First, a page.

The chart below shows that during the period from 1991-2016 the volume of New Zealand born residents per Census period varies and is almost cyclical in the 25-year time span, where census periods alternate between higher and lower levels of growth. The 2007-2011 period was the highest in recent history (dare I say in history? – I’ll fact check that first) in terms of increases of New Zealand born residents with almost 94,000 new Kiwis classified as usual residents in Australia. In the latest five-year period, however, there is almost a 2/3 decrease in the level of growth.
Change in number of New Zealand born residents by Census period
The medal standings
New Zealand has remained 2nd in terms of ranking as a birthplace compared to other overseas birthplaces, as shown in our Australia Community Profile. New Zealand as a birthplace has not climbed the ranks in any State or Territory has since 2011, but it has dropped in rankings in three states as shown in the table below.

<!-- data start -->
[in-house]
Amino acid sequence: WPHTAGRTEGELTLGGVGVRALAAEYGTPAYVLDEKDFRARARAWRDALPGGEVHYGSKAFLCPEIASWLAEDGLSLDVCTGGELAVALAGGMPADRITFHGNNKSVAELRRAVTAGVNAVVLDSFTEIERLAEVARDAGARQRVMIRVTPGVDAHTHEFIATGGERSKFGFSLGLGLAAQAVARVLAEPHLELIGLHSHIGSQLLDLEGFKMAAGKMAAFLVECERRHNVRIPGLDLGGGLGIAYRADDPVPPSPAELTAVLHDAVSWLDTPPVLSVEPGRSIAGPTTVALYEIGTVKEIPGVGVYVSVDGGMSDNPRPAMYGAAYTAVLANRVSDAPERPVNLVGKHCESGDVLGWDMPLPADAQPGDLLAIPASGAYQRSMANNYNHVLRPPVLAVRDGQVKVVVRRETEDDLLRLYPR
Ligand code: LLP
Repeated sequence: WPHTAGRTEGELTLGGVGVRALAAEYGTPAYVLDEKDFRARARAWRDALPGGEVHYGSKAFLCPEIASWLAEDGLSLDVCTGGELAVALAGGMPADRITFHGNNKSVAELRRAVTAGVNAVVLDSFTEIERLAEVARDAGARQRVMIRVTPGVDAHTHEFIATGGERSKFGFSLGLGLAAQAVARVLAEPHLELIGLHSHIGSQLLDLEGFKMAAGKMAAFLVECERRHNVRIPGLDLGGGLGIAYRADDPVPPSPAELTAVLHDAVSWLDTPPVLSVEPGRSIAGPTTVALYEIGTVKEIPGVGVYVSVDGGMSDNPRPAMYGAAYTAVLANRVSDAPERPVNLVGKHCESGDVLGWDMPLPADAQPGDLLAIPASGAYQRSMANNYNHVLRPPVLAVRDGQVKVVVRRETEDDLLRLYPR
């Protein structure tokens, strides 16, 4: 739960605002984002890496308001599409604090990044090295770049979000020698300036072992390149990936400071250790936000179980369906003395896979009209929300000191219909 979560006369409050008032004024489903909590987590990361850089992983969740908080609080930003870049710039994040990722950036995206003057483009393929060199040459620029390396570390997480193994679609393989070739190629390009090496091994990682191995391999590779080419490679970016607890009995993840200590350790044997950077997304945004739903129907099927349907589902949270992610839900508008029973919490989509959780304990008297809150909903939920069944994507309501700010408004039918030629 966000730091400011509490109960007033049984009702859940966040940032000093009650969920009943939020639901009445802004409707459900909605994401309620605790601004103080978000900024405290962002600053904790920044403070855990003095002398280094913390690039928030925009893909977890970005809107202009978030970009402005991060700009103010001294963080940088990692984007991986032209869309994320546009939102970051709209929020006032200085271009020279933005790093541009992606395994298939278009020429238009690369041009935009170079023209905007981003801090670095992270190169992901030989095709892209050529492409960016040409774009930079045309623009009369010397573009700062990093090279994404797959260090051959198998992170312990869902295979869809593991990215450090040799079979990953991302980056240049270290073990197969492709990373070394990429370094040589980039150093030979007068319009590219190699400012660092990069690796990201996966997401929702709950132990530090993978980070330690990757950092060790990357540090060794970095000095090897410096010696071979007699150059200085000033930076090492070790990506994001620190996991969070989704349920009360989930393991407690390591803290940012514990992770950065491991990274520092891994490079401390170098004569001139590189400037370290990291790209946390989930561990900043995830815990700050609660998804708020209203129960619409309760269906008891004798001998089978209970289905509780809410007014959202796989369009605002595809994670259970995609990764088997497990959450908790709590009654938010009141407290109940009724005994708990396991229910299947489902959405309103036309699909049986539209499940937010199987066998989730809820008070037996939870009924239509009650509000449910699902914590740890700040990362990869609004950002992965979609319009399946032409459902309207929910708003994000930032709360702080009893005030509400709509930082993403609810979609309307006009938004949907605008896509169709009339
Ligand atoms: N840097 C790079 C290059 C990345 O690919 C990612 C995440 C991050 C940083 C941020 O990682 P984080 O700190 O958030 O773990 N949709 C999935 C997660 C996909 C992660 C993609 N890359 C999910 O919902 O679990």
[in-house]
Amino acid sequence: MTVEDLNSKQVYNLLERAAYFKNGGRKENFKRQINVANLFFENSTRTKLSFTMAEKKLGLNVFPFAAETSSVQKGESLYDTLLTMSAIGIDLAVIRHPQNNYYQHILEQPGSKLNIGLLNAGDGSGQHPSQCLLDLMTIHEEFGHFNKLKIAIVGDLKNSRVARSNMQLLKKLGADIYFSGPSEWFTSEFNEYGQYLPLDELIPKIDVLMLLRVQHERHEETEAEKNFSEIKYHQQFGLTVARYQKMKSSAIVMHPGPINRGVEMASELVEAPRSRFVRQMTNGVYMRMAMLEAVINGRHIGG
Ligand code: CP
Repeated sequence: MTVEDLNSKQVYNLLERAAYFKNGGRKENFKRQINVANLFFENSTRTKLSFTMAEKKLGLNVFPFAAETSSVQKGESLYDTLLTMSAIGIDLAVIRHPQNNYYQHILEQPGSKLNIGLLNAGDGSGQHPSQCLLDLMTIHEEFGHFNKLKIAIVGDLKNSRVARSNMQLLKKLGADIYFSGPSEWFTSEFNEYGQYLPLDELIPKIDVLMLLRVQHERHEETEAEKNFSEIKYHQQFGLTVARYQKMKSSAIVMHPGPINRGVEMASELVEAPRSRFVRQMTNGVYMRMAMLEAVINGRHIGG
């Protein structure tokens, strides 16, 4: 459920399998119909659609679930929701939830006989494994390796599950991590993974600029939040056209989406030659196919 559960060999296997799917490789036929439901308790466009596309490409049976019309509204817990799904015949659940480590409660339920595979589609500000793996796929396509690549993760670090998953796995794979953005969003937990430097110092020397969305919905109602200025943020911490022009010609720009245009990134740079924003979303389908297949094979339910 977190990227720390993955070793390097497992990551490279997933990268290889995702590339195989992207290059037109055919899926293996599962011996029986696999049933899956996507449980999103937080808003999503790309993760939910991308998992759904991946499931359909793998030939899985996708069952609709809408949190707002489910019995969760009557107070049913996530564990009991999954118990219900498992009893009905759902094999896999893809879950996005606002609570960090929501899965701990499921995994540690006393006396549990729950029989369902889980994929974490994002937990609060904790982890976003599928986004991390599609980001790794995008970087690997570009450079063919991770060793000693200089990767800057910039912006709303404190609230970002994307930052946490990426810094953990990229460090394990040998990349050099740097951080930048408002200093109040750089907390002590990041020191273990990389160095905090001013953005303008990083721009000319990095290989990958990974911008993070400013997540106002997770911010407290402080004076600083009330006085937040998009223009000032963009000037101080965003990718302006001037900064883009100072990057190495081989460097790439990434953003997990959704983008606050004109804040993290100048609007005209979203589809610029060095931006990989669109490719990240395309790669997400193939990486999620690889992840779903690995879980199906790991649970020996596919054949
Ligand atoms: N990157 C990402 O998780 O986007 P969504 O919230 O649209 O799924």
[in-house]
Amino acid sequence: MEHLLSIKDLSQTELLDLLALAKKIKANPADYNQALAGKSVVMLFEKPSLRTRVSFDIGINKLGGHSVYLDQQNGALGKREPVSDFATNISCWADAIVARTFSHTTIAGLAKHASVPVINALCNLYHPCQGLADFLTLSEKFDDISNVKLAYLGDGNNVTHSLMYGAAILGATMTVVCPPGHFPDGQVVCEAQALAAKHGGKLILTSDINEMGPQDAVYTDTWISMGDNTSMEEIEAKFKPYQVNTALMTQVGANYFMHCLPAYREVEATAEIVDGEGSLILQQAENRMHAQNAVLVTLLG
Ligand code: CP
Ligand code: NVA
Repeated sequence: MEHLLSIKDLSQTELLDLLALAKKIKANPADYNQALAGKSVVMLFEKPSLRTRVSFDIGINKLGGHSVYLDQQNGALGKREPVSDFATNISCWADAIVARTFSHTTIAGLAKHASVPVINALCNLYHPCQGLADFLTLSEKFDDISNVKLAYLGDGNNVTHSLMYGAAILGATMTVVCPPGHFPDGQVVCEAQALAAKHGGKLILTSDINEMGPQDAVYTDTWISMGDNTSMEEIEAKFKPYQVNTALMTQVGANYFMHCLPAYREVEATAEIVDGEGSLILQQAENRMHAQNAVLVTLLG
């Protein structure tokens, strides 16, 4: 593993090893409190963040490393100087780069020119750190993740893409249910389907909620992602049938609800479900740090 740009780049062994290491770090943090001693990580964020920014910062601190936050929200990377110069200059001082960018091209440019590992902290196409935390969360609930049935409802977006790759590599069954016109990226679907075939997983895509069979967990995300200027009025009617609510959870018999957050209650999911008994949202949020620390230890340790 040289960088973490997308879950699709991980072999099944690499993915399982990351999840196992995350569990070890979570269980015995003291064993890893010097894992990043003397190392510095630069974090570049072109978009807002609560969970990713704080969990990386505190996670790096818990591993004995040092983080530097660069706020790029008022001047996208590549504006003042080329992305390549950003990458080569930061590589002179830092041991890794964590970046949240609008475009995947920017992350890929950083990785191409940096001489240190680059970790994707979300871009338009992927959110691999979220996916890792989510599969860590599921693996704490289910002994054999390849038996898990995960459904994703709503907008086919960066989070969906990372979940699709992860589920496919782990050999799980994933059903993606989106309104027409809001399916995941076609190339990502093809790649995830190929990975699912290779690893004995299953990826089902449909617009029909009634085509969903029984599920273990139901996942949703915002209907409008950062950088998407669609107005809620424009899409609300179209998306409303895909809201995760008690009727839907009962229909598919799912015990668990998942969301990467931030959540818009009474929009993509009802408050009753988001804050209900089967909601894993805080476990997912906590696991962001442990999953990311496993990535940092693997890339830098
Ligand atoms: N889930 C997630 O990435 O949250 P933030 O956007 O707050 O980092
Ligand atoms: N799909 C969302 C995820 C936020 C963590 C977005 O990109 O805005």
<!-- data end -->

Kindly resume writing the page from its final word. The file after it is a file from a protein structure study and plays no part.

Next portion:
The United Kingdom remains number 1 overall in Australia as the top overseas birthplace and has been leading the pack for decades. But since 2011 the UK has decreased in terms of overall total number as well as share, from 1,098,638 (5.1% of Australia) in 2011 to 1,087,749 (4.6% of Australia) in 2016, a decrease of 10,889 UK-born usual residents. This decrease, along with decreases in numbers of other European birthplaces relates to the wave of post-WWII migrants, with these (now, elderly) residents passing away in the five years from 2011-2016. Italy, Greece and the Netherlands are just some of the birth countries that have experienced losses in the total number of people in the 2011-2016 period for similar reasons.